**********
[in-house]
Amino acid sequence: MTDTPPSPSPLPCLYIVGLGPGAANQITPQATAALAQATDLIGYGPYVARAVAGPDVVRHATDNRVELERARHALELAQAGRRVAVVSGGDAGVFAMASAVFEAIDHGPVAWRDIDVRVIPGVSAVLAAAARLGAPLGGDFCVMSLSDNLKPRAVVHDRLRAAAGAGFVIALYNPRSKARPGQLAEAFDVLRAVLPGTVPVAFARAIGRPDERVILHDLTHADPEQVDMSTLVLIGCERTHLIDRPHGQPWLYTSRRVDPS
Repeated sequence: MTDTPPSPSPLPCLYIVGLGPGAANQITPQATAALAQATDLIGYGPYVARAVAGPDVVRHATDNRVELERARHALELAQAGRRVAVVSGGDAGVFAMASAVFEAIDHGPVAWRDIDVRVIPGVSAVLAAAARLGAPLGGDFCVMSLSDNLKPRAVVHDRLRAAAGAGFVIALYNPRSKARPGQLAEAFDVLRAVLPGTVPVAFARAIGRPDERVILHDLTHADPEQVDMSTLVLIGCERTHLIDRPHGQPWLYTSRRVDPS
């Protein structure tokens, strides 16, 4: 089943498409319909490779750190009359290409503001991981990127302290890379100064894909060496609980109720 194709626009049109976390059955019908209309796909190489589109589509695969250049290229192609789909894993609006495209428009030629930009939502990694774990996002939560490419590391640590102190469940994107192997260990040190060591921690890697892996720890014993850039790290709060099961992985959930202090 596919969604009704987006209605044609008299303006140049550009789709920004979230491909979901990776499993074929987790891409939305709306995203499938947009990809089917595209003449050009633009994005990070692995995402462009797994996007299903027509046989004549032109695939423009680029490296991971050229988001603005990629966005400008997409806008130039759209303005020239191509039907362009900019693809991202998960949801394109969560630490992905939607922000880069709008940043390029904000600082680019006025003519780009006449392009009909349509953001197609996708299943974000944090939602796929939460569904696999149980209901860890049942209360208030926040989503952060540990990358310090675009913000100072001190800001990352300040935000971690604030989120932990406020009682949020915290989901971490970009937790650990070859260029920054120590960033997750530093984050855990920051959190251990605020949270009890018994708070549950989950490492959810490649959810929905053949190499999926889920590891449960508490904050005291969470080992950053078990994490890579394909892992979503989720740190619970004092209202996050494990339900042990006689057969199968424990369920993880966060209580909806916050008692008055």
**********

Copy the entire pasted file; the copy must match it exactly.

[in-house]
Amino acid sequence: MTDTPPSPSPLPCLYIVGLGPGAANQITPQATAALAQATDLIGYGPYVARAVAGPDVVRHATDNRVELERARHALELAQAGRRVAVVSGGDAGVFAMASAVFEAIDHGPVAWRDIDVRVIPGVSAVLAAAARLGAPLGGDFCVMSLSDNLKPRAVVHDRLRAAAGAGFVIALYNPRSKARPGQLAEAFDVLRAVLPGTVPVAFARAIGRPDERVILHDLTHADPEQVDMSTLVLIGCERTHLIDRPHGQPWLYTSRRVDPS
Repeated sequence: MTDTPPSPSPLPCLYIVGLGPGAANQITPQATAALAQATDLIGYGPYVARAVAGPDVVRHATDNRVELERARHALELAQAGRRVAVVSGGDAGVFAMASAVFEAIDHGPVAWRDIDVRVIPGVSAVLAAAARLGAPLGGDFCVMSLSDNLKPRAVVHDRLRAAAGAGFVIALYNPRSKARPGQLAEAFDVLRAVLPGTVPVAFARAIGRPDERVILHDLTHADPEQVDMSTLVLIGCERTHLIDRPHGQPWLYTSRRVDPS
């Protein structure tokens, strides 16, 4: 089943498409319909490779750190009359290409503001991981990127302290890379100064894909060496609980109720 194709626009049109976390059955019908209309796909190489589109589509695969250049290229192609789909894993609006495209428009030629930009939502990694774990996002939560490419590391640590102190469940994107192997260990040190060591921690890697892996720890014993850039790290709060099961992985959930202090 596919969604009704987006209605044609008299303006140049550009789709920004979230491909979901990776499993074929987790891409939305709306995203499938947009990809089917595209003449050009633009994005990070692995995402462009797994996007299903027509046989004549032109695939423009680029490296991971050229988001603005990629966005400008997409806008130039759209303005020239191509039907362009900019693809991202998960949801394109969560630490992905939607922000880069709008940043390029904000600082680019006025003519780009006449392009009909349509953001197609996708299943974000944090939602796929939460569904696999149980209901860890049942209360208030926040989503952060540990990358310090675009913000100072001190800001990352300040935000971690604030989120932990406020009682949020915290989901971490970009937790650990070859260029920054120590960033997750530093984050855990920051959190251990605020949270009890018994708070549950989950490492959810490649959810929905053949190499999926889920590891449960508490904050005291969470080992950053078990994490890579394909892992979503989720740190619970004092209202996050494990339900042990006689057969199968424990369920993880966060209580909806916050008692008055």